Secondly, I don't have the level of intelligence or experience moving abroad that Edward Snowden has. The farthest from home I've gone without my family is Chicago in 2003 when I traveled with a best friend on a trip. This alone affords invaluable social experiences and professional opportunities that sets Snowden a world apart from anything I have done up to the present time. He has worked jobs I can't even imagine and made incomes I couldn't dream of for the max $11 an hour I've made to date here where I live. He was fortunate to find an independent and strong willed woman, who not only weathered much of Snowden's stress but also stood valiantly beside him when he was forced to Russia for sanctuary from the Obama administration's US Government influence.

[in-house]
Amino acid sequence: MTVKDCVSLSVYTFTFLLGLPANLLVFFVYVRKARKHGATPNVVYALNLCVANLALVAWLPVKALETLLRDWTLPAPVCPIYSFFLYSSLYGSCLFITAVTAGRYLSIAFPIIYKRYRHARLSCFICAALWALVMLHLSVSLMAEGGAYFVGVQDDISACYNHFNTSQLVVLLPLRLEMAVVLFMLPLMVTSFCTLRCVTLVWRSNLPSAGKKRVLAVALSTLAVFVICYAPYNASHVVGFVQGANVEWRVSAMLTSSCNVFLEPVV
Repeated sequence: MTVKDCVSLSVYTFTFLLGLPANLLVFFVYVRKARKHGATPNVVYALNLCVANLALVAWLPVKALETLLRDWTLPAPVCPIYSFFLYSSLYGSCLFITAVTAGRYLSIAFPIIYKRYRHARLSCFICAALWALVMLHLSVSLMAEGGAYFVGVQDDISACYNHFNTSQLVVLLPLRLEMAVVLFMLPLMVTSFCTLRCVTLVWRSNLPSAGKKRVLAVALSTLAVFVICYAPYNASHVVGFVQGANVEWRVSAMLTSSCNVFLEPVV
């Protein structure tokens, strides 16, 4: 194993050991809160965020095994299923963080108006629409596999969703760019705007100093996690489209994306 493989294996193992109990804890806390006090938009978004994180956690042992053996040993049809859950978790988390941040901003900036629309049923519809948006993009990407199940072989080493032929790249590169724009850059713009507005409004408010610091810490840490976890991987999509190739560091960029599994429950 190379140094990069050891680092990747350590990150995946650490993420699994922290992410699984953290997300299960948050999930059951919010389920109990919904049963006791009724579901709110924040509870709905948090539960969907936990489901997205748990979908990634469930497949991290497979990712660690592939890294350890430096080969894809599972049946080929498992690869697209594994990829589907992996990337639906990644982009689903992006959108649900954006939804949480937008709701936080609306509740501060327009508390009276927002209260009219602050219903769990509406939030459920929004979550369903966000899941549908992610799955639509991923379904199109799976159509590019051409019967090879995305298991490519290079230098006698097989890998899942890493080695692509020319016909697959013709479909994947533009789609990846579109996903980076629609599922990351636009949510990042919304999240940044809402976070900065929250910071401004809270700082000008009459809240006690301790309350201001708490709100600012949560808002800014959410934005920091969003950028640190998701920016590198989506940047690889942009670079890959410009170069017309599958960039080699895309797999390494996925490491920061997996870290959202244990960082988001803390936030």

Clearly I cannot compare to Edward Snowden, but this doesn't mean someone as below average and ordinary as me, or most importantly that any of (you) can find powerful inspiration in someone like him. If I've been the honest, genuine, and humble person who I hope I have convinced all of you that I am, perhaps I too can be an inspirational force for good. Like Snowden, and even Gordon-Levitt when he accepted the responsibility of portraying him in the film and potentially risked his career, I too have made the decision to stand up for what I believe in. And I believe that people around the world have the right to have access to the best treatment for any mental health condition they may have, and especially not to be oppressed into silence by social stigma.